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    EPiK-a Workflow for Electron Tomography in Kepler.
    Procedia Comput Sci 2014 ;20:2295-2305
    National Center for Microscopy and Imaging Research, University of California, San Diego, La Jolla, CA, USA.
    Scientific workflows integrate data and computing interfaces as configurable, semi-automatic graphs to solve a scientific problem. Kepler is such a software system for designing, executing, reusing, evolving, archiving and sharing scientific workflows. Electron tomography (ET) enables high-resolution views of complex cellular structures, such as cytoskeletons, organelles, viruses and chromosomes. Imaging investigations produce large datasets. For instance, in Electron Tomography, the size of a 16 fold image tilt series is about 65 Gigabytes with each projection image including 4096 by 4096 pixels. When we use serial sections or montage technique for large field ET, the dataset will be even larger. For higher resolution images with multiple tilt series, the data size may be in terabyte range. Demands of mass data processing and complex algorithms require the integration of diverse codes into flexible software structures. This paper describes a workflow for Electron Tomography Programs in Kepler (EPiK). This EPiK workflow embeds the tracking process of IMOD, and realizes the main algorithms including filtered backprojection (FBP) from TxBR and iterative reconstruction methods. We have tested the three dimensional (3D) reconstruction process using EPiK on ET data. EPiK can be a potential toolkit for biology researchers with the advantage of logical viewing, easy handling, convenient sharing and future extensibility.

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    Workflows for microarray data processing in the Kepler environment.
    BMC Bioinformatics 2012 May 17;13:102. Epub 2012 May 17.
    Department of Biochemistry and Molecular Biology, University of Calgary, Calgary, AB, Canada.
    Background: Microarray data analysis has been the subject of extensive and ongoing pipeline development due to its complexity, the availability of several options at each analysis step, and the development of new analysis demands, including integration with new data sources. Bioinformatics pipelines are usually custom built for different applications, making them typically difficult to modify, extend and repurpose. Scientific workflow systems are intended to address these issues by providing general-purpose frameworks in which to develop and execute such pipelines. Read More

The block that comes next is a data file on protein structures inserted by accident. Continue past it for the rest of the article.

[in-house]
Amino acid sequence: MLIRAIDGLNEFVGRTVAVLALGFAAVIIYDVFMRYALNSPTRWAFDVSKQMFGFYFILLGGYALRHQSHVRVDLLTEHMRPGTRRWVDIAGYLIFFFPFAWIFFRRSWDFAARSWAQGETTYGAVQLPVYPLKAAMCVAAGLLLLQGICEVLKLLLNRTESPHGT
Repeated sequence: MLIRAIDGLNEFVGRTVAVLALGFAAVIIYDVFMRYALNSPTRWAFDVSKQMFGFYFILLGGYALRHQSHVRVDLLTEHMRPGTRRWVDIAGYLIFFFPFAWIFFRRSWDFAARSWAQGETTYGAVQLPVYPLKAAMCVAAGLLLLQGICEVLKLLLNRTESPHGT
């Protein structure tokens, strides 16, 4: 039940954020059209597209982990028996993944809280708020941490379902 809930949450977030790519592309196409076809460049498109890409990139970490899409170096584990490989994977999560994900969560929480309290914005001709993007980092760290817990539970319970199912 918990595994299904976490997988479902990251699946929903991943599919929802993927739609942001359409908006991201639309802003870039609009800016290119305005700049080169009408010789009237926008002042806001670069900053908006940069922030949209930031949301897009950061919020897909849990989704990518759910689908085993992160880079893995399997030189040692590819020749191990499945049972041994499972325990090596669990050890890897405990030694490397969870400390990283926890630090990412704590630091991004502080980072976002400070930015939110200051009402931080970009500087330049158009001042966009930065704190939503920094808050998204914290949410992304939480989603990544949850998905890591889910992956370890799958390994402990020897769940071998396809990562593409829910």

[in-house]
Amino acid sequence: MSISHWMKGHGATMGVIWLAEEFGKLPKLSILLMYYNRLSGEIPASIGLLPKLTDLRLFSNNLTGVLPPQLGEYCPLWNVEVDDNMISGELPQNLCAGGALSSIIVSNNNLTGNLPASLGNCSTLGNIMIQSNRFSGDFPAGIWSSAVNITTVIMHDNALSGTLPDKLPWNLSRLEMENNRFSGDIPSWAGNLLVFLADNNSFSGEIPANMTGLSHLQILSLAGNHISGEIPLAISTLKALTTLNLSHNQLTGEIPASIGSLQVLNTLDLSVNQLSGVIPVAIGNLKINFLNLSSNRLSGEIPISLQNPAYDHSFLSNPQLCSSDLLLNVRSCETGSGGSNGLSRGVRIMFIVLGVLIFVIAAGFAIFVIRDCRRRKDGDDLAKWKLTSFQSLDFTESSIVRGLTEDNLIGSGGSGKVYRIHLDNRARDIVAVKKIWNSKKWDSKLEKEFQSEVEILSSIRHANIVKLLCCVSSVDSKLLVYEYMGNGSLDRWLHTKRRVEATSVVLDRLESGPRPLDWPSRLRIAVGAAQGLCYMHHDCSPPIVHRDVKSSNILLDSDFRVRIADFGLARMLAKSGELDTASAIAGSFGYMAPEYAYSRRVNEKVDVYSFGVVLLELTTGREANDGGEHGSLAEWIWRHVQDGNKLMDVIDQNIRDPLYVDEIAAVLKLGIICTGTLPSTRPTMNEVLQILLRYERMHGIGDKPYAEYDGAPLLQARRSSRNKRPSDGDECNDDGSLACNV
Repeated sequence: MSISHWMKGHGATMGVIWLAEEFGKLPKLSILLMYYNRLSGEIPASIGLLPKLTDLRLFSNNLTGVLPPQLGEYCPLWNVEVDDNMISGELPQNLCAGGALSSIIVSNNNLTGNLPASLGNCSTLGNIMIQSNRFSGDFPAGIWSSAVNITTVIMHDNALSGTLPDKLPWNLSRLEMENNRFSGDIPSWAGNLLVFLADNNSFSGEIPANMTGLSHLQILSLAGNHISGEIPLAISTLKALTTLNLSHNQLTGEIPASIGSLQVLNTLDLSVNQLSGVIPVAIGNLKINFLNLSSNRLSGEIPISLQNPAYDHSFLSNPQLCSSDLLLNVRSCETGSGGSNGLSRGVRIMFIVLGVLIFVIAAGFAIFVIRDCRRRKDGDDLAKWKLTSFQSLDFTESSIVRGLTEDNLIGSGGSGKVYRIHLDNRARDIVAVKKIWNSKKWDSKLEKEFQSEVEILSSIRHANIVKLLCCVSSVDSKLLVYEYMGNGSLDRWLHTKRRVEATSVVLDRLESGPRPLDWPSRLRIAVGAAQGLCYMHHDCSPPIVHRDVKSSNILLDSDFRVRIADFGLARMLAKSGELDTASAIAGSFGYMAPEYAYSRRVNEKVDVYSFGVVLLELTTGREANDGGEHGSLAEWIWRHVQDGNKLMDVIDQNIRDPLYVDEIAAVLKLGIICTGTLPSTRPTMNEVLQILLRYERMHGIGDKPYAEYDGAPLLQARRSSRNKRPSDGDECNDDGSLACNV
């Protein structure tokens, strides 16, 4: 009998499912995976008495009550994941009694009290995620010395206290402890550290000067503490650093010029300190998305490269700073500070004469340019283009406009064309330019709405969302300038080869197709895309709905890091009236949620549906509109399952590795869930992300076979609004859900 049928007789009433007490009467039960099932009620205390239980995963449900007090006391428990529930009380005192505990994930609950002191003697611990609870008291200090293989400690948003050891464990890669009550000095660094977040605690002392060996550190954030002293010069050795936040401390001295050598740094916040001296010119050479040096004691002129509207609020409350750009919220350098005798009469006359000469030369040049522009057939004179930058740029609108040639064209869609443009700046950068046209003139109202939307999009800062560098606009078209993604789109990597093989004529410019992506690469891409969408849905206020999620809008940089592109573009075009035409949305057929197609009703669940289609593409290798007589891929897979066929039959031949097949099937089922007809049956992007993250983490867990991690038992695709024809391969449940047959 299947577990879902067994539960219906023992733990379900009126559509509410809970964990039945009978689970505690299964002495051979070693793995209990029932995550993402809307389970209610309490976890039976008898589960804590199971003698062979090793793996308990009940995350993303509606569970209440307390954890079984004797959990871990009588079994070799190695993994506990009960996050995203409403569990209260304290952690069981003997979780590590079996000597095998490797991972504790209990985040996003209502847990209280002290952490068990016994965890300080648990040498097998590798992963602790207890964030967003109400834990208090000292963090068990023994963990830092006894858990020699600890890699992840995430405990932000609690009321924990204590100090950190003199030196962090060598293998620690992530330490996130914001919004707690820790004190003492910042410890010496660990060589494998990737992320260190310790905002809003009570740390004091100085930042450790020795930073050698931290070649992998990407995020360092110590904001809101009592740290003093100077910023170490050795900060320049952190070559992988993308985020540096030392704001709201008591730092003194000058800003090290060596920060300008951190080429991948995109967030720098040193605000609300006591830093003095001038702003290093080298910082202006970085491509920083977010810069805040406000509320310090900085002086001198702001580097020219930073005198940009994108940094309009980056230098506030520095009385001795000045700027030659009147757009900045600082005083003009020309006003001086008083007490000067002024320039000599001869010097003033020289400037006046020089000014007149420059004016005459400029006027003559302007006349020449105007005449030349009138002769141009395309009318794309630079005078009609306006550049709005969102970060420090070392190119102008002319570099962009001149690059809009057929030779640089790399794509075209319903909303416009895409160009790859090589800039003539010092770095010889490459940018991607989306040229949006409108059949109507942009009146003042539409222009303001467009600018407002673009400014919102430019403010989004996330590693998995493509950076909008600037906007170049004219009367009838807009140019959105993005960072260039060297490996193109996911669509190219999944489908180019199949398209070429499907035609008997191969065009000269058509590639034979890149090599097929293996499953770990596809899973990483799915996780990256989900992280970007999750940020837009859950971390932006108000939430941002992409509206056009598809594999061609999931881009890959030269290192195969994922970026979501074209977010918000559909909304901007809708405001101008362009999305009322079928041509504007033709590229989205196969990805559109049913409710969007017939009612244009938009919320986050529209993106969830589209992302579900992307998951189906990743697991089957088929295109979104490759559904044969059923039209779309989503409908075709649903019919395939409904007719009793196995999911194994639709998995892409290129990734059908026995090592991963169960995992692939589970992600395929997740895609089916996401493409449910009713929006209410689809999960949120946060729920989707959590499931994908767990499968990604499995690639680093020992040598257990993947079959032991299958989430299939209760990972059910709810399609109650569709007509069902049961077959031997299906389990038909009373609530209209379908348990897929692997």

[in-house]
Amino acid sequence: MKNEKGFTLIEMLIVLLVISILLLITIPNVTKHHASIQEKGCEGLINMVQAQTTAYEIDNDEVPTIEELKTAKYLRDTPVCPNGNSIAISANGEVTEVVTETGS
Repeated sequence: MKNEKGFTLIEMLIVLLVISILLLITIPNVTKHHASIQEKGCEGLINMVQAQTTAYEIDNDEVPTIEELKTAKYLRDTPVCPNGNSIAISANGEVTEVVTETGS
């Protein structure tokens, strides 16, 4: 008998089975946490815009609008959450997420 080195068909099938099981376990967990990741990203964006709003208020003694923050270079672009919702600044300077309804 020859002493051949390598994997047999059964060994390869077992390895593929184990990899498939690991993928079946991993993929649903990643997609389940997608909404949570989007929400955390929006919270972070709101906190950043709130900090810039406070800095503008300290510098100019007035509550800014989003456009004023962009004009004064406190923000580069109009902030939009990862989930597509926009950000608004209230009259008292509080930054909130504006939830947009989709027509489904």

TxBR montage reconstruction for large field electron tomography.
    J Struct Biol 2012 Oct 27;180(1):154-64. Epub 2012 Jun 27.
    National Center For Microscopy and Imaging Research, University of California, San Diego, 9500 Gilman Drive, La Jolla, CA 92093-0608, USA.
    Electron tomography (ET) has been proven an essential technique for imaging the structure of cells beyond the range of the light microscope down to the molecular level. Large-field high-resolution views of biological specimens span more than four orders of magnitude in spatial scale, and, as a consequence, are rather difficult to generate directly. Various techniques have been developed towards generating those views, from increasing the sensor array size to implementing serial sectioning and montaging. Read More
    Fast auto-acquisition tomography tilt series by using HD video camera in ultra-high voltage electron microscope.
    Microscopy (Oxf) 2014 Nov;63 Suppl 1:i25
    Advanced Microscope Systems Design Dept., Hitachi High-Technologies Corporation, 882, Ichige, Hitachinaka, Ibaraki, Japan.
    The ultra-high voltage electron microscope (UHVEM) H-3000 with the world highest acceleration voltage of 3 MV can observe remarkable three dimensional microstructures of microns-thick samples[1]. Acquiring a tilt series of electron tomography is laborious work and thus an automatic technique is highly desired. We proposed the Auto-Focus system using image Sharpness (AFS)[2,3] for UHVEM tomography tilt series acquisition. Read More
    Three-dimensional transmission electron microscopy and its application to mitosis research.
    Methods Cell Biol 1999 ;61:81-111
    Division of Molecular Medicine, Wadsworth Center, New York State Department of Health, Albany 12201-0509, USA.
    Transmission electron microscopy produces images that are projections of the original object, with the consequence that features from different depths of the specimen overlap and give a confusing image. This problem is overcome by reconstructing the object in 3D from a series of 2D views using either serial thin section reconstruction or electron tomography. In the serial section approach, the series of 2D views is generated from images of successive serial sections cut thin enough to be effectively 2D slices of the specimen. Read More